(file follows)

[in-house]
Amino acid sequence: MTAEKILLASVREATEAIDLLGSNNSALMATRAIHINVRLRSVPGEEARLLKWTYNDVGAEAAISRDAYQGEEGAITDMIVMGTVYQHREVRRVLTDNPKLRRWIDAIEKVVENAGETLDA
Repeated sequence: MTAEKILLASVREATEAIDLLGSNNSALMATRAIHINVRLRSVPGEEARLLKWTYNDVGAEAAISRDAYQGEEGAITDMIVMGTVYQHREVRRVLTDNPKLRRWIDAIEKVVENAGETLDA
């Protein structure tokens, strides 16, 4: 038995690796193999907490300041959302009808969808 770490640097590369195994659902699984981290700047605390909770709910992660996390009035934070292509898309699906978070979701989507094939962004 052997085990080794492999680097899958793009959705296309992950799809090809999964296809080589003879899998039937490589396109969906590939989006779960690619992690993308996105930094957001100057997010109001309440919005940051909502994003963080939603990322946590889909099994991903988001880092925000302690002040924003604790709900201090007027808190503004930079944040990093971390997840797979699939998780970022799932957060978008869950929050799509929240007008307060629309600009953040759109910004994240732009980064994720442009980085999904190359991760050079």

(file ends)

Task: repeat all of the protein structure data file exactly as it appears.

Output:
[in-house]
Amino acid sequence: MTAEKILLASVREATEAIDLLGSNNSALMATRAIHINVRLRSVPGEEARLLKWTYNDVGAEAAISRDAYQGEEGAITDMIVMGTVYQHREVRRVLTDNPKLRRWIDAIEKVVENAGETLDA
Repeated sequence: MTAEKILLASVREATEAIDLLGSNNSALMATRAIHINVRLRSVPGEEARLLKWTYNDVGAEAAISRDAYQGEEGAITDMIVMGTVYQHREVRRVLTDNPKLRRWIDAIEKVVENAGETLDA
């Protein structure tokens, strides 16, 4: 038995690796193999907490300041959302009808969808 770490640097590369195994659902699984981290700047605390909770709910992660996390009035934070292509898309699906978070979701989507094939962004 052997085990080794492999680097899958793009959705296309992950799809090809999964296809080589003879899998039937490589396109969906590939989006779960690619992690993308996105930094957001100057997010109001309440919005940051909502994003963080939603990322946590889909099994991903988001880092925000302690002040924003604790709900201090007027808190503004930079944040990093971390997840797979699939998780970022799932957060978008869950929050799509929240007008307060629309600009953040759109910004994240732009980064994720442009980085999904190359991760050079």